Mumbai Diary: Saturday Dossier
The city - sliced, diced and served with a dash of sauce
God before PM
Vivek Oberoi, rides the Modi win wave, hoping his film on the PM makes gains as he visits Siddhivinayak temple on Friday. Pic/Bipin Kokate
An eight-hour broadcast
Activist Dhruv Rathee has been one to frequently release political videos on his YouTube channel. But on election day, he set a record for himself with an eight-hour long live video that mimicked a television broadcast minus the extravagant graphics we see on screen, but with double the satire. And there were panelists, too — journalists Chaveesh Kumar and Bhakt Banerjee, comedian Kunal Kamra and satirist Akash Banerjee.
The video received 2.5 million views, which isn't surprising considering how hilarious it was, although it did receive a fair bit of trolling in the comments section. It was also interesting to see actress Gul Panag make a cameo, who felt "the opposition couldn't rustle together an opponent of the stature of the Prime Minister". And then there was the ticker that kept throwing up news updates like, "There is a clear Arnab wave in the country: Amit Shah", while the makers of the show took a dig at themselves with "Sadhvi Pragya breaks her silence vow, Kunal Kamra and Dhruv Rathee to start theirs anytime soon [sic]."
Masaba shuts down trolls
Thanks to our collective love for "fair and lovely", it's not difficult to come across accounts on social media commenting on a woman's complexion. And with Instagram making celebrities more accessible, the menace has only grown worse.
Fashion designer Masaba Gupta was subjected to the same when a user DM-ed her on Instagram with "Gupta ji bahut kaali ho aap". The Mumbai-based designer was quick to respond, and even borrowed from Hindu mythology for the fitting, "kaali toh goddess thi", before sharing it on her stories. Now, that's how you handle trolls!
New restobar races into BKC
There's a new restobar in town and it's bringing yet another new concept to patrons in BKC. Called Derby, which translates to a horse race between local rivals in England, this will be an interactive bar where you can bid on events from across the world in a virtual setting supported by Artificial Intelligence-driven software.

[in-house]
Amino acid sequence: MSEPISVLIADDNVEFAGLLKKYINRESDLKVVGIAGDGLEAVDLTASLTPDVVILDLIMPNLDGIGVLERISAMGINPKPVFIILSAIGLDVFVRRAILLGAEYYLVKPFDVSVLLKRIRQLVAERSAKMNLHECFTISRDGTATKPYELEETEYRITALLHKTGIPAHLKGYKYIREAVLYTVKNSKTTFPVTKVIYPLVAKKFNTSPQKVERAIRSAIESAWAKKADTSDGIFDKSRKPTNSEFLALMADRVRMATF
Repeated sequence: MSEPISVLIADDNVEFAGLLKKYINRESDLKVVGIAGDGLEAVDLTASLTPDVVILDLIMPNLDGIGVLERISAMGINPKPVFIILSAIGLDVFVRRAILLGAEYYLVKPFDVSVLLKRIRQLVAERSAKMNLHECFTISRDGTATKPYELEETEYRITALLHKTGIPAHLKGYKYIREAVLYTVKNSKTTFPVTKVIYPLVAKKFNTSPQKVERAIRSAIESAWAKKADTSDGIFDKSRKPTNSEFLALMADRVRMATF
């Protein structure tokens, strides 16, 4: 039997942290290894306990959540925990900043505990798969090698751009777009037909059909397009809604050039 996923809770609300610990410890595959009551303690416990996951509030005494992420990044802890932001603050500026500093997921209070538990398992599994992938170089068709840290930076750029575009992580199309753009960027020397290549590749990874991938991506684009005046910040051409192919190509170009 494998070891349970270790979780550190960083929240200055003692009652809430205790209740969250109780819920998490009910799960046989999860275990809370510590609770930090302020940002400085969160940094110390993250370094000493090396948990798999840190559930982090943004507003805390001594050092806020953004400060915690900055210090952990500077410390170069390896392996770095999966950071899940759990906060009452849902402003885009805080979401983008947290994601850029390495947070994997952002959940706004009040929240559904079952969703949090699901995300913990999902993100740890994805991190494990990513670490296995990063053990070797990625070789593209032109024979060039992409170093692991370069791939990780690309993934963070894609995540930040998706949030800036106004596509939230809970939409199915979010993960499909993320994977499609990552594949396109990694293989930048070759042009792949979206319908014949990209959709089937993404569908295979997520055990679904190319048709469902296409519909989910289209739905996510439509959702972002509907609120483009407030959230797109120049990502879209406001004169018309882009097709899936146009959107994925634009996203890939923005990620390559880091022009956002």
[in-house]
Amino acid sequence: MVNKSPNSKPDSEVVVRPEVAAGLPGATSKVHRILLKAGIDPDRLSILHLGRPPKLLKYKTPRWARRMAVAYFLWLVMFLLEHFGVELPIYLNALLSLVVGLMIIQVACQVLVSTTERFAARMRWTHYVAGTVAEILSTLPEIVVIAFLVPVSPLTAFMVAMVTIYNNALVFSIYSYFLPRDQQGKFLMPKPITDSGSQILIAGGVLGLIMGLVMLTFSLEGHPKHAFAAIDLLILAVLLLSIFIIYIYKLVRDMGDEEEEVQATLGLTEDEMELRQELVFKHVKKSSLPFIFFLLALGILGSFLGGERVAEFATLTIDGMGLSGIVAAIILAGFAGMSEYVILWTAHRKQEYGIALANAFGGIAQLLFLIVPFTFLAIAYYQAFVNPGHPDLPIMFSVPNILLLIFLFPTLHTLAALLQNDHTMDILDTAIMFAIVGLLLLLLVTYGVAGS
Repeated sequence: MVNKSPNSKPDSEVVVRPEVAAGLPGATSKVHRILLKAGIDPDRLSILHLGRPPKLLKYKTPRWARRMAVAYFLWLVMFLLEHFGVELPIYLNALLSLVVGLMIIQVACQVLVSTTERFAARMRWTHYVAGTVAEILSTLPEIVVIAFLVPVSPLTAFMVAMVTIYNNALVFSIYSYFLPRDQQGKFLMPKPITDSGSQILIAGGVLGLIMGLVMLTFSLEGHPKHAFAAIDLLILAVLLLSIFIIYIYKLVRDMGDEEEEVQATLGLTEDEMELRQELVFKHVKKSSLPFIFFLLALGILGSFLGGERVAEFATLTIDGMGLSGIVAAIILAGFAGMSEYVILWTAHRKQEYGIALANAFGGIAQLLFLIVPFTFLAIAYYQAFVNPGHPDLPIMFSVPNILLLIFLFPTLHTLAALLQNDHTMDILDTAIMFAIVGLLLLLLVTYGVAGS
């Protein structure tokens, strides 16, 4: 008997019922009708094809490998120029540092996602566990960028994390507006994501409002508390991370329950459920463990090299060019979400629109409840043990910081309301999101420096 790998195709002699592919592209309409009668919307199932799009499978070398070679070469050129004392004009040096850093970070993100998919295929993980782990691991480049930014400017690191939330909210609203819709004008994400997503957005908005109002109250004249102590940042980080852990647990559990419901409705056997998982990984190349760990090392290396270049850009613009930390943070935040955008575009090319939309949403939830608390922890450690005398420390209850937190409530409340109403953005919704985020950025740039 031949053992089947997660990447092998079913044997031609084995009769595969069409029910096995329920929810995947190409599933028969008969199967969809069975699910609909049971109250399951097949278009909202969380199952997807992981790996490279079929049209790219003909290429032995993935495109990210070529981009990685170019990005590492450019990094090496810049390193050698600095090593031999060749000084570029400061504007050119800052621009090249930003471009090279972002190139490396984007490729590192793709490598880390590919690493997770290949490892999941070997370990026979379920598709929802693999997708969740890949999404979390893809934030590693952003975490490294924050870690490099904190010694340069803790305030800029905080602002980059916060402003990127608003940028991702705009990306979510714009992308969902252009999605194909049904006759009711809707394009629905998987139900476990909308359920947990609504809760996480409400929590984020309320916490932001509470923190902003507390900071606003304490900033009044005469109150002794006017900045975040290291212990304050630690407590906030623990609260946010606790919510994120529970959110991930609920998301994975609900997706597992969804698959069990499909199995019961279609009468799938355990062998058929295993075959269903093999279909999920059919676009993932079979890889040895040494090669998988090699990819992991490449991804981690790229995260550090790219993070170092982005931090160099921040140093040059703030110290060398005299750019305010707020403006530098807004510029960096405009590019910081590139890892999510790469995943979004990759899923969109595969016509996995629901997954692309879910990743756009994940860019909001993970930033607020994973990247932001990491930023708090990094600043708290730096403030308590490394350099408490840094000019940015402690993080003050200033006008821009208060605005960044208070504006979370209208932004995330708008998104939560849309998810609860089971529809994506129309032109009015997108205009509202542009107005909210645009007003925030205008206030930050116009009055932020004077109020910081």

"With a unique dining experience that helps guests earn rewards, the place is designed in such a way that every event will reward a lucky guest while keeping them entertained as they dine," owner Saloni Rupani told this diarist.
They will serve cuisine from around the world come June 3, which is when they open doors, along with a specially curated bar menu.
A podcast for all things bhonu
Adding another feather to her cap, home chef Perzen Patel has launched a new all-Parsi one podcast, the first ever. Called Not Just Dhansak, it comprises new episodes releasing every Tuesday, as she talks to friends, fellow bawas and Parsi entrepreneurs about all things Bhonu. Food historian Kurush Dalal, Cyrus Dotivala, owner of Dotivala Bakery Parsi, home chefs Gulrukh Irani and Furrokh Regina, and Parsi cookbook author Niloufer Mavalvala, are some of the people already featured in it.
"Through all our chats on this podcast, the one thing you're sure to learn is that there's more to Parsi food than dhansak, a mission that I have been on for more than five years now with my Parsi food website, Bawi Bride, home to 150 unique Parsi food recipes," Patel told this diarist. Upcoming episodes will feature Kainaz Messman of Theobroma and Kainaz Contractor of Rustoms Parsi Bhonu.
Time to make meaningful music
As non-bhakts wrap their heads around the "tsunamo" and supporters rejoice, what happens to the plethora of musicians who composed umpteen songs that weren't exactly in favour of the ruling party? Well, gypsy jazz and psychedelic outfit Peter Cat Recording Co. put their views out there with a link to their 2018 Independence Day release called Kya Farak Padega. Comparing the ebb and flow of luck and time in India to Delhi's Anupam Market, whose popularity fades and resurfaces every few years, they emphasise that though this election was upsetting, it was needed to finally end the "painfully pathetic final stand of many of the last few generations of politicians".
Though they state that "it's not going to be a good five years", they stay hopeful that new, young leaders will now get a chance to develop and forge a new future. "On our part, we will try and make more music, which goes beyond our current class of listeners, something which will fight the drowning of our society in soulless nonsense. If there was ever a time to make something meaningful, it is now," they wrote.
Sign up for all the latest news, top galleries and trending videos from Mid-day.comSubscribe
Closed skywalk in Bandra East leave commuters fuming!